Olivia Carolyn Hagios, Contributor


What could we possibly love more in a small town than a family business that’s carrying on to its next generation? Not much, I’d say, and this is precisely what is happening at Darling’s Boatworks right now. For the past 40 years, Pam and George Darling have run their boat repair business side by side from their shipyard workshop on Ferry Road in Charlotte. Now the family business is being sold to their son, Sam. Sam didn’t always know that he wanted to take on the business though. As any kid would, he put in many hours at the shop throughout high school and college during summers. After graduating from Massachusetts Maritime, he sailed commercially for three years, but he began longing to return home to Vermont to be around family and started to seriously consider running the business.

Left to right: George and Pam Darling and their son Sam Darling. Photo contributed

Left to right: George and Pam Darling and their son Sam Darling. Photo contributed.

I met with Sam and George to discuss this transition, as well as to understand how the boat business was faring from the impacts of the pandemic. Many businesses have either sunk or swum this year, and Darling’s Boatworks has thankfully continued to swim strong. They described to me how many families found themselves homebound last year and in search of activities that would take advantage of Vermont’s pristine nature. This resulted in an abundance of new boat owners. Now, as these families prepare for another summer of staying close to home, Sam and George say that they have been busy preparing an influx of boats of all shapes and sizes for the upcoming season. As Sam was giving me a tour of their indoor workshop, I was struck by how smoothly they were able to manage multiple large boats in the space they had and asked if it ever gets tricky handling them all. He responded by praising how their amazing and flexible crew, who, like family, work wonderfully together as a unit to handle the large crafts.

Darling’s Boatworks isn’t just restricted to the shipyard on Ferry Road though—they also work in large part out of Point Bay Marina in southern Charlotte. During the summer, the community at Point Bay will often see Darling’s Boatworks trucks coming and going as they not only work with customers’ boats at the marina but also enjoy setting sail out on the lake themselves when the day allows it. Although these two locations are the primary heart of their boat repair business, Sam and George also described how they find themselves taking day trips over to other marinas to work individually with a customer’s boat every now and then, “The relationship that we have with our customers is really important to us,” says George, “We will go troubleshoot and get them going again.”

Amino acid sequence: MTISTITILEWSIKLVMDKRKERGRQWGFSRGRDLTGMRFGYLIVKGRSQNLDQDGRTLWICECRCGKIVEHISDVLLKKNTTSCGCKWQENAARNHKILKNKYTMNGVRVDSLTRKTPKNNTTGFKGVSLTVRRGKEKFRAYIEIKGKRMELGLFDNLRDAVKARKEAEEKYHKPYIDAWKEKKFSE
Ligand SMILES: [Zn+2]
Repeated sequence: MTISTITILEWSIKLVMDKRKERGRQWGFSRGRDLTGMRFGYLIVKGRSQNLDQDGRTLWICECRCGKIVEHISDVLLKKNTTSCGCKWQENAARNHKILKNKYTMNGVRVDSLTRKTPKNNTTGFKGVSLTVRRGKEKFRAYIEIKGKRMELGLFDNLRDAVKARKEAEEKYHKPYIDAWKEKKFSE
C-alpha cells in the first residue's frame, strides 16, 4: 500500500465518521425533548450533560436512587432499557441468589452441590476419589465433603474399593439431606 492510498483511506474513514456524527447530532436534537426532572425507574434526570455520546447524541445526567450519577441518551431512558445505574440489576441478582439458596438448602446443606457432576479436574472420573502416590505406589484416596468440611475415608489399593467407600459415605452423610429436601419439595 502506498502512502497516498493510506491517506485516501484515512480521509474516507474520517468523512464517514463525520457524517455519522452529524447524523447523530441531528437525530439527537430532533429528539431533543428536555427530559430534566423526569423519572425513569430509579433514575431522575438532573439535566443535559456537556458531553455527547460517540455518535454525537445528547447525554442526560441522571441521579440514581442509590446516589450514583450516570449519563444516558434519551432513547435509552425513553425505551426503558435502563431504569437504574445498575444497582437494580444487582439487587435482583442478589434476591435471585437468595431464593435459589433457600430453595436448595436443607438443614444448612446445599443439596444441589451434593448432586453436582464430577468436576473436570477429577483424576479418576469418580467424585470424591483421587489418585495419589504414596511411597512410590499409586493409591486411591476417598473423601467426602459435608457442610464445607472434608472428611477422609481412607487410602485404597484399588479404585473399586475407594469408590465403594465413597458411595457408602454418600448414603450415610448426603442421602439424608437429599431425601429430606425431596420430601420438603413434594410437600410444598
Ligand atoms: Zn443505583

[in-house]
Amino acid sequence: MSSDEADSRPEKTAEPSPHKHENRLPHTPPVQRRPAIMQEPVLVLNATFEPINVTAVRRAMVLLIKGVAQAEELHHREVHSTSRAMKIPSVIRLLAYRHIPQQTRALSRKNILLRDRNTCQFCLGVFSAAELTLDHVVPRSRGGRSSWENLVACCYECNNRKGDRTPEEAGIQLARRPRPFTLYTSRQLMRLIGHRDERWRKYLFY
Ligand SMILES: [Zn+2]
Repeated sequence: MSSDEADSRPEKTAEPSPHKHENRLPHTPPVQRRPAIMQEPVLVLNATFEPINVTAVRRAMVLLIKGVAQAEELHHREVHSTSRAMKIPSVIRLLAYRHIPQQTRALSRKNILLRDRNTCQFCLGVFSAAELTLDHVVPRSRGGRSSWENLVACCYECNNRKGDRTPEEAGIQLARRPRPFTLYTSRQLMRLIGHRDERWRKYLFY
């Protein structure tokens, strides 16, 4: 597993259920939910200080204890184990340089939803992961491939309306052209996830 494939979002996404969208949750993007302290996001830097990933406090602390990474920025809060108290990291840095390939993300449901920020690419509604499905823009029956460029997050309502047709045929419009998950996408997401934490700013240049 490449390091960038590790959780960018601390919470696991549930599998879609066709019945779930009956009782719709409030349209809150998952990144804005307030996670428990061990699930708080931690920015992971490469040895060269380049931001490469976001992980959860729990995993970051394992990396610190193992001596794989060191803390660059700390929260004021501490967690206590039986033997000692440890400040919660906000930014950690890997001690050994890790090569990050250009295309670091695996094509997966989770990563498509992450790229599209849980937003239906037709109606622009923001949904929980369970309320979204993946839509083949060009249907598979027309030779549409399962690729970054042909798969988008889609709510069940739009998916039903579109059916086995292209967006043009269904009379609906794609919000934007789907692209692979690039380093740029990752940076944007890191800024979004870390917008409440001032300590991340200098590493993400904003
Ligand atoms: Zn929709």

They have always worked with a broad range of boat types at Darling’s Boatworks and will continue to throughout this transition. “We have a really strong team right now and feel confident about moving forward,” Sam says in regard to taking on the business. After talking to those at Darling’s Boatworks, their passion for their work becomes crystal clear. They describe boats as being like cars, in that their owners don’t enjoy repairing them themselves, which ultimately works out well for the team, who each enjoy the art of carefully treating a boat in need of repairs. Whether they’re working with fiberglass or wooden hulls, repainting or varnishing, they thoroughly enjoy taking the time to work closely with each boat and get them shipshape for time out on the water.

Olivia Carolyn Hagios is a life-long reader and writer who graduated from CVU high school last spring and is now majoring in English at UVM. During her time as an at-home freshman this year, she has been working hard on her writing in the forms of poetry, short and long stories, and is now beginning to dabble in local news articles. She is very excited to be working with The Charlotte News and eager to continue writing.